Who doesn’t love a good rescue story? But now imagine one that involves rescuing millions and millions of pounds of nutritious foods from being taken to landfills and sending them to hungry people instead. Welcome to Grocery Rescue, a program that redirects perishable foods that stores identify as unmarketable but still safe for people to eat to food banks and other feeding programs for the needy. Perishables include meat, poultry, fish, dairy, fruits and vegetables. Examples of unmarketable perishables are those that are close-dated, slightly ripe, or perhaps too plentiful due to over production. Grocery Rescue, a partner program with Food Lifeline in Seattle, is similar to other programs across the nation that are built upon partnerships between grocery stores and food banks and other feeding programs for the needy. It’s thanks to these partnerships — and the donations that result from them — that many low-income families and individuals can put safe, nutritious food on their tables. The key that opens the door to these donations is food safety. The retailers and the food banks enter into contracts that require consistent, nationally recognized food-safety practices to be followed. If success can be measured in numbers, then Grocery Rescue, along with similar programs across the nation, are achieving it, although the quest to get more nutritious food to hungry people continues. In a recent food-safety training workshop for the volunteers at Helping Hands Food Bank in Sedro-Woolley, WA, Amythst Shipman, manager of Grocery Rescue, had some good news to share: Last year, 17.3 million pounds of food went to about 100 food banks and feeding programs in western Washington state, thanks to donations from 230 retailers in the region. While that’s good news in itself, Shipman is upbeat about the future. “We know there’s more opportunity for growth,” she told the group. Eric Davis, director of Retail Product Sourcing for Feeding America, the nation’s leading domestic hunger-relief charity, also had some impressive numbers to share with Food Safety News. Last year, 1.2 billion pounds of perishables went to food banks and other feeding programs across the nation, thanks to donations from 16,000 or more stores. (In an upbeat mood, Davis had just returned from a conference that Feeding America had put on for food banks.) Feeding America helps feed America’s hungry through a nationwide network of member food banks. Food Lifeline and Grocery Rescue are part of that national network. Like Shipman, he’s optimistic about the future. “It’s pretty amazing,” he said. “We keep finding new partners.” Almost by accident There was a time — and not that long ago — that food banks were limited in what they could give out. Typical fare included bread; baked goods such as cakes, pies and doughnuts; and canned goods. And while it was better than nothing, it certainly didn’t help provide families with very much nutritious food. Davis said that programs such as Grocery Rescue started almost by accident, and he referred back to 2001 and 2002 when corporate officials at Food Lion, a large grocery chain, realized that some of its store managers had been donating perishables to food banks without much, or any, control. Company officials called Feeding America and said they didn’t want the stores to stop making the donations but that a consistent set of food-safety guidelines was needed to ensure that the donated foods were safe to eat. In a stroke of good timing, in 2000, the Conference for Food Protection — in collaboration with industry food-safety experts and non-profits —had created a set of food-safety guidelines designed for the recovery of perishable foods from retail outlets such as grocery stores, commercial kitchens and restaurants. It was those guidelines, which had a successful track record, that opened the door to donations of perishable foods to food banks. Although the Conference has no formal regulatory authority, it has established Memoranda of Understanding with the U.S. Food and Drug Administration, the USDA Food Safety and Inspection Service, the U.S. Centers for Disease Control and Prevention, and the Association of Food and Drug Officials. Feeding America took the guidelines to Food Lion, which saw their adoption as a great opportunity to donate protein, dairy, and fresh produce that would help meet people’s nutritional needs while ensuring that the food was safe to eat. From there, Feeding America took the program to the Kroger chain, which agreed to pilot it at some of its QFC stores. In 2006, industry giant Walmart and Sam’s Club joined in. “It’s been a blur ever since,” said Davis, “In the first few years, we were getting 100 million pounds of perishables per year. Over the next 12 years, it kept growing until it was headed toward the billion-pound mark.” But Davis emphasized that without the food-safety guidelines established by the Conference for Food Protection, none of this would have been possible. “Had we not had the Conference document, which was key to showing the early adopters (the retailers who came on board early in the game) that we had the food-safety piece together, 1.2 billion pounds of perishables might still be going to landfills every year,” Davis said. Once the guidelines were published, the next order of business was to help food banks obtain the proper equipment such as refrigerated trucks or thermal blankets to cover the perishables during transport. Retailers and foundations helped make that possible. For the stores, the program was an obvious benefit because it reduced their landfill costs. There’s also a tax benefit, although Davis said it’s “probably minimal.” Then, too, most retailers are trying to get to zero waste, and programs like Grocery Rescue help them do that. Also, the donations help the communities where the stores do business. “Feeding the hungry is our company’s top philanthropic cause as it continues to be a priority for our customers and employees,” said Amanda Ip, community affairs specialist with Fred Meyer and QFC. Referring to the “shift in the economy” during the recent recession, Ip said the need in the Northwest “has spread to our neighbors, friends and customers who are seeking help from local food banks, perhaps for the first time.” When it comes to food safety, Ip said it’s important for the company to have a third-party facilitator that can ensure the food banks are following the same food-safety standards as the companies’ stores. In other words, the health of the people going through the food bank lines is just as important to the stores as the health of the stores’ own customers. “We are lucky because Food Lifeline is the best at what they do,” Ip said about the organization’s role as a third-party facilitator. “We hear that from our colleagues all across the country.” In the case of Grocery Rescue in western Washington, Shipman said it was launched in 2002 based in large part on the desire of retailers to donate food that was still wholesome and yet be able to remove liability and food-safety risks. “They felt a need for the product to be redirected to the food banks,” she said. At the time, food banks, church feeding programs, shelters and gleaning groups, among others, were going to the stores to pick up donations. But the retailers wanted consistency and a way to trace where the food was going and how it was being handled. “They wanted to establish a program that was standardized across the board,” said Shipman. What about liability? Under the Bill Emerson Good Samaritan Food Donation Act, adopted by all of the states, donors and recipients are protected against lawsuits as long as they’re acting in good faith. Even so, Feeding America’s Davis said that while that might protect them legally, it doesn’t protect them from the 6 o’clock news. In other words, news about food-poisoning outbreaks — whether from food bought in a store or given out in food banks — is not something any store wants to be involved in. According to the U.S. Food and Drug Administration, although the American food supply is among the safest in the world, the federal government estimates there are about 48 million cases of foodborne illness annually — the equivalent of 1 in 6 Americans being sickened each year. And each year these illnesses result in an estimated 128,000 hospitalizations and 3,000 deaths. “The big concern on everyone’s part is that people don’t get sick,” said Davis. “That’s the last thing anyone wants to happen.” Click here for more information about what consumers need to know about foodborne illnesses. The nitty gritty So what are these food-safety guidelines that programs like Grocery Rescue must follow? It begins with a contract that spells out the responsibilities of the stores and the food banks or other feeding programs. Temperature control is critical. For example, meats, poultry and fish nearing their expiration date are frozen before that date so they can be stored longer. Cut produce, such as leafy greens and fruit, must be stored at 41 degrees F or lower. In the end run, following temperature requirements keeps foods from going bad or becoming contaminated with bacteria or viruses that can make people sick. Time is also important. Getting the food from the store to the food bank and from there into the cooler or freezer as soon as possible is critical. When using what are referred to as “passive” cooling devices such as thermal blankets, which cover perishables to keep them cold for several hours, some programs require that the food being transported that way must be taken to the food bank in 30 minutes or less. If that doesn’t happen, the food must be thrown away. (However, that’s not typically the case for food being picked up and delivered in refrigerated trucks.) Sanitation, of course, is also critical. In the case of meat pickups, the bins must be cleaned with a bleach-and-water solution. Poultry must be kept from the meat and can never be stacked on top of the meat. Record-keeping is also an essential part of the program. Training of food bank volunteers in food-safety practices is another one of the important building blocks. Once at the food bank, the volunteers inspect the food before getting it ready to be given out. When inspecting the food, the general rule is, “When in doubt, throw it out.” “I tell them (the grocery stores) to handle the food for the food banks the same way they’d handle it for their customers,” Shipman said, adding that another basic rule to follow is that, “If you wouldn’t feed it to your grandmother or your child, don’t send it to the food bank.” Michael Frazier, executive director of the Sedro-Woolley Helping Hands Food Bank, who has a degree in nutrition, supplied some statistics to back that up. “Food safety is a real issue for many of our clients,” he said, pointing out that more than 60 percent of the food bank’s clients are children or elderly people. “Both populations — due to either a developing or deteriorating gastrointestinal tract and immune system — have a greater likelihood of contracting a foodborne illness and suffering from more severe complications,” Frazier said. Pregnant women are also at risk when it comes to foodborne illnesses, with miscarriages sometimes resulting from the illnesses. What about health? Frazier said that the fresh produce, meat and dairy items that the food bank receives through Grocery Rescue and other direct relationships with retail partners are “essential in ensuring we provide a balanced nutrient profile for our clients.” He also pointed out that these extremely perishable items tend to be the most challenging to source for food banks and low-income people in general. In contrast, food with high carbohydrate, fat, and sodium levels tends to be easier for low-income people to obtain, in large part because such foods are less expensive. As an example of the success generated by Grocery Rescue and other produce-sourcing programs, Frazier said that in the past eight weeks, the food bank has been able to provide enough fresh fruits and vegetables to more than 600 families each week without having to distribute any canned produce. “The bottom line,” he said, “is that Food Lifeline and Grocery Rescue enable us to provide more nutritious, safe food by providing guidelines and training that can assist us in establishing best practices and relationships, resulting in a higher degree of health for our clients.” Families who turn to the food bank for help appreciate that. “I can remember when food banks just gave out canned goods, and you were lucky to get a block of commodity cheese,” said Theresa Oppe, who volunteers at Helping Hands. “It’s good to know that the food is safe from contamination, and it’s good to get more of a variety of healthy foods.” Her son Sean, 14, and his friend Alan Dent, 15, said they also appreciate the variety. “You can use the food to make good meals,” Sean said. “It’s better than just popping something in the microwave,” said Alan. Hunger in America According to Feeding America’s research, hunger in America is a fact of life for more than 50 million people. That’s 1 in 6 of the U.S. population — including more than 1 in 5 children. Feeding America points out that one of the most common misconceptions is the assumption that if someone is hungry, that means they don’t have a job and are living on the streets. What most people don’t understand is that anyone can experience hunger.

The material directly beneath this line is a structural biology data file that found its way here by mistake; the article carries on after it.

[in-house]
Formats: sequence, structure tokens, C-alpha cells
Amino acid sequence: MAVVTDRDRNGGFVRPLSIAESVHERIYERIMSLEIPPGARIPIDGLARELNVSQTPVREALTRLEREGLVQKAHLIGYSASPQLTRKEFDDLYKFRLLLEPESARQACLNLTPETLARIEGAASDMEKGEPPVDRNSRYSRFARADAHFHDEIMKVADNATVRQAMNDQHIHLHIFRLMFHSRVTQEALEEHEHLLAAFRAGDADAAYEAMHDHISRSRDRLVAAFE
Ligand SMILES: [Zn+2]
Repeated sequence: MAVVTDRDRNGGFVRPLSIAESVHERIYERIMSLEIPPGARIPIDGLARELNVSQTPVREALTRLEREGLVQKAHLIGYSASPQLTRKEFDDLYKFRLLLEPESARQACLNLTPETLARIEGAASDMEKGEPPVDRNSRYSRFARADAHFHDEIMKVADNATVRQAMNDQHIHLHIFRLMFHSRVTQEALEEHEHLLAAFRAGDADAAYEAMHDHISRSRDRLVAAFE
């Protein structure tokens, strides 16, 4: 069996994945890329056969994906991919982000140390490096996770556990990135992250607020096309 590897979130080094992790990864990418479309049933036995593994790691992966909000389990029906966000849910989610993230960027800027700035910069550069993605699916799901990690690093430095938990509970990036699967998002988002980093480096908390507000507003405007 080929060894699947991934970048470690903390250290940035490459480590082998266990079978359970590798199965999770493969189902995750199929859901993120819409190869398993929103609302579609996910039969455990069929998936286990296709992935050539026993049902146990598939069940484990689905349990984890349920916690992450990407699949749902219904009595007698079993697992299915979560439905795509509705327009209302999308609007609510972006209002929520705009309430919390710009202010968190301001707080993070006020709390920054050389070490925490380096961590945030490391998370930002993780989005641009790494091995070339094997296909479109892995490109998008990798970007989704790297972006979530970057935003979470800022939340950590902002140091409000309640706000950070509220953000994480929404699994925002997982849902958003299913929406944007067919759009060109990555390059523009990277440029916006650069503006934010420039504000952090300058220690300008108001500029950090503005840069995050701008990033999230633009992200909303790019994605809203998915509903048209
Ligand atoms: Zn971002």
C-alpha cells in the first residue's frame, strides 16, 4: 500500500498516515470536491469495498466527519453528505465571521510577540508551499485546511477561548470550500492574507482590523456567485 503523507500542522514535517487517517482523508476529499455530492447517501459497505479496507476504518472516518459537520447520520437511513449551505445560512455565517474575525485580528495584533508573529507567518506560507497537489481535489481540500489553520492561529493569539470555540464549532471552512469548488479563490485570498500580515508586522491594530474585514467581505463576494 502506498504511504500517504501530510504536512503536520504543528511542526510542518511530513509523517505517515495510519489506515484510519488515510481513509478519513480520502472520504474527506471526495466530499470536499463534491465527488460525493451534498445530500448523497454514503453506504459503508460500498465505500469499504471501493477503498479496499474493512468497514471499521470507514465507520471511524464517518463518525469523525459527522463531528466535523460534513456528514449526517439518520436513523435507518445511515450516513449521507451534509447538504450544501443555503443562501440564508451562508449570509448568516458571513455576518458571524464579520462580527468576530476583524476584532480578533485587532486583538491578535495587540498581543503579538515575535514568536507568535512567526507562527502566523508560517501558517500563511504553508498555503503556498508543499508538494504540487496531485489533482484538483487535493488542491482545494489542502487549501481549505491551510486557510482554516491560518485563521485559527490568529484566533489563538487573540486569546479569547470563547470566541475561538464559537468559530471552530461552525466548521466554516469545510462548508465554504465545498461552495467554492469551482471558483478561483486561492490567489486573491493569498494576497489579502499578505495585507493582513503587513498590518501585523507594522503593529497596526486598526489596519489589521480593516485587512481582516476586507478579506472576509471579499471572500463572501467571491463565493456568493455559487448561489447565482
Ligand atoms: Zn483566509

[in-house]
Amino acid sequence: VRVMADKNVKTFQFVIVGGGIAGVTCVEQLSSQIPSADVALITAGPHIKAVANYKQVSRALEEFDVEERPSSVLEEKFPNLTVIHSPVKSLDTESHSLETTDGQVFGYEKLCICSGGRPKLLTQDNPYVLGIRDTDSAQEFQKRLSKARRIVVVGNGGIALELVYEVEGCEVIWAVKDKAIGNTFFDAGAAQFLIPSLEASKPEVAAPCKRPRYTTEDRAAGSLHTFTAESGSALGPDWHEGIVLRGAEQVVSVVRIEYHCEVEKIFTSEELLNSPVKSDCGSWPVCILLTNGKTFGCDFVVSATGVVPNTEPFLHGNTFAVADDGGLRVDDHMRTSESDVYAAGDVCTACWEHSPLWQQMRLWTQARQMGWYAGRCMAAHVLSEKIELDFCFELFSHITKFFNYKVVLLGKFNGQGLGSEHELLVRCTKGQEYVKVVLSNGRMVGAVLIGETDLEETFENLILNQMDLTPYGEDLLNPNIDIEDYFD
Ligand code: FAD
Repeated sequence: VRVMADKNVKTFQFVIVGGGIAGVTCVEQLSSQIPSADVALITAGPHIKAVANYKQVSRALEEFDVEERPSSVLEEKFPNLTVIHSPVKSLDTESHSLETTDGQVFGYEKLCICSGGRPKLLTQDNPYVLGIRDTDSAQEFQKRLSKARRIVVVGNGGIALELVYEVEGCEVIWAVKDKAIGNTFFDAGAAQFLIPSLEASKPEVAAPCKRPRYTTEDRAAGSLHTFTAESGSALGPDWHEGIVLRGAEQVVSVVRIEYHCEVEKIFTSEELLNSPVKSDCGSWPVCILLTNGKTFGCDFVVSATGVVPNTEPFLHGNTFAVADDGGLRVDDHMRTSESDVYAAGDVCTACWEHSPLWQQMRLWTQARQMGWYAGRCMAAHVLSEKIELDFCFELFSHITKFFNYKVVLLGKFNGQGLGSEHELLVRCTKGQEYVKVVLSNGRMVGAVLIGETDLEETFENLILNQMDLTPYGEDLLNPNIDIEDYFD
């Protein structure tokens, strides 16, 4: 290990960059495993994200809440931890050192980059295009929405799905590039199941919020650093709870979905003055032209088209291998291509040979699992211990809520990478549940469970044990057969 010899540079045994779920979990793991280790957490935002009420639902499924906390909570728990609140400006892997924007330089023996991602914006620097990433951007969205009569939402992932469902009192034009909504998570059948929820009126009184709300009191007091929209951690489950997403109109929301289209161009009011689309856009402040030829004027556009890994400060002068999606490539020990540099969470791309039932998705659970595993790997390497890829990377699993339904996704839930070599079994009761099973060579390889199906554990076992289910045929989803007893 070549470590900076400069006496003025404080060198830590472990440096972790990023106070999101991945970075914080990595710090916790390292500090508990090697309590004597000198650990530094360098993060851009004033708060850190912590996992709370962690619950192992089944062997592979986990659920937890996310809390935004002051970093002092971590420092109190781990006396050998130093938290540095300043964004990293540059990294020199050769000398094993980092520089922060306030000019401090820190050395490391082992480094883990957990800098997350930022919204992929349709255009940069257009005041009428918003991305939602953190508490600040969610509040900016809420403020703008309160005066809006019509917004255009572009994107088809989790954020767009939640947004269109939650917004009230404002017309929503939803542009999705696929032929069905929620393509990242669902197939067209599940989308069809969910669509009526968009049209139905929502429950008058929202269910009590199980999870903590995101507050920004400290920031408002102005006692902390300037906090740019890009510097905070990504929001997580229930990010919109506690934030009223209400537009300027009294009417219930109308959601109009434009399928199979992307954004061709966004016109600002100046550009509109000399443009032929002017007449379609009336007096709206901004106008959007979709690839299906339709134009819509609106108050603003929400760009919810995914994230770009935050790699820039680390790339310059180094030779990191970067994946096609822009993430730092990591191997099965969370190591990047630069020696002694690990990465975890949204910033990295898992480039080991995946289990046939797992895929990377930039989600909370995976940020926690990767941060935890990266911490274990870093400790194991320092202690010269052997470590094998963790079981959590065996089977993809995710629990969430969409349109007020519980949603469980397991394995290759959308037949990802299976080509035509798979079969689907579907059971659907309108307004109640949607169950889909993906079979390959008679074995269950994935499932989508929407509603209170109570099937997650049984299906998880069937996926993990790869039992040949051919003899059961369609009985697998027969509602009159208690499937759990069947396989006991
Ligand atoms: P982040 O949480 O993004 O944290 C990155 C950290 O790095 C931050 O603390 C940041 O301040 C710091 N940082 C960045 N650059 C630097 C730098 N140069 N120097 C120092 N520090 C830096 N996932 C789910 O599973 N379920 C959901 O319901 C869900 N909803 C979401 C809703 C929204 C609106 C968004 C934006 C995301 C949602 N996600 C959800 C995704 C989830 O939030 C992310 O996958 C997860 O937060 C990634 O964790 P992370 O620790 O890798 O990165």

According to the U.S. Census Bureau, in 2010, 21 million people lived in poor working families. In fact, 36 percent of client households served by the Feeding America network have one or more adults working.
Map the Meal Gap, released by Feeding America each year, shows that hunger exists in every county in the nation and that children are disproportionately affected. Although the recession is officially ended, unemployment rates are down, and other economic factors have improved, the findings show that food insecurity continues at high levels throughout the nation.
Hunger Action Month
September is Hunger Action Month, which asks the public to take action on hunger issues in the U.S. It is a nationwide campaign organized by Feeding America’s nationwide network of food banks. Individuals, charities, businesses and government agencies all have a role to play in getting food to those who need it.
How can you help? By pledging your voice in support of kids who face hunger in America, volunteering at your local food bank, urging your members of Congress to visit a child nutrition program operated by a local food bank, and showing your concern about hunger issues during September and throughout the rest of the year.